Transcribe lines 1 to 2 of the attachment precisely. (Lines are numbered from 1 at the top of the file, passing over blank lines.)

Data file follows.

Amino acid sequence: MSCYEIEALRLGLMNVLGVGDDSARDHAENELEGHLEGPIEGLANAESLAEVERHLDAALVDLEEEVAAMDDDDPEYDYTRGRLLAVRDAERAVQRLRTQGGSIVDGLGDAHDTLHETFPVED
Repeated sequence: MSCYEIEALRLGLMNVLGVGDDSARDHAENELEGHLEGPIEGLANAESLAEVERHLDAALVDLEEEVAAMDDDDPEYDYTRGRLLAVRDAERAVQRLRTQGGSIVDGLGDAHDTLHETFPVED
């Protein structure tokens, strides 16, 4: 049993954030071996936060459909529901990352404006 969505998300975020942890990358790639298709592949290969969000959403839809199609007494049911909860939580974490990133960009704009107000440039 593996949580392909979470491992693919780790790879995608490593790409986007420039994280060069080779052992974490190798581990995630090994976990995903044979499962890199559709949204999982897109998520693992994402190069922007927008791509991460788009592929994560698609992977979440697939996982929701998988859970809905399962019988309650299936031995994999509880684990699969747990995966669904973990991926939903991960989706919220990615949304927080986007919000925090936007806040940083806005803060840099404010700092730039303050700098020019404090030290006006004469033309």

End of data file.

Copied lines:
Amino acid sequence: MSCYEIEALRLGLMNVLGVGDDSARDHAENELEGHLEGPIEGLANAESLAEVERHLDAALVDLEEEVAAMDDDDPEYDYTRGRLLAVRDAERAVQRLRTQGGSIVDGLGDAHDTLHETFPVED
Repeated sequence: MSCYEIEALRLGLMNVLGVGDDSARDHAENELEGHLEGPIEGLANAESLAEVERHLDAALVDLEEEVAAMDDDDPEYDYTRGRLLAVRDAERAVQRLRTQGGSIVDGLGDAHDTLHETFPVED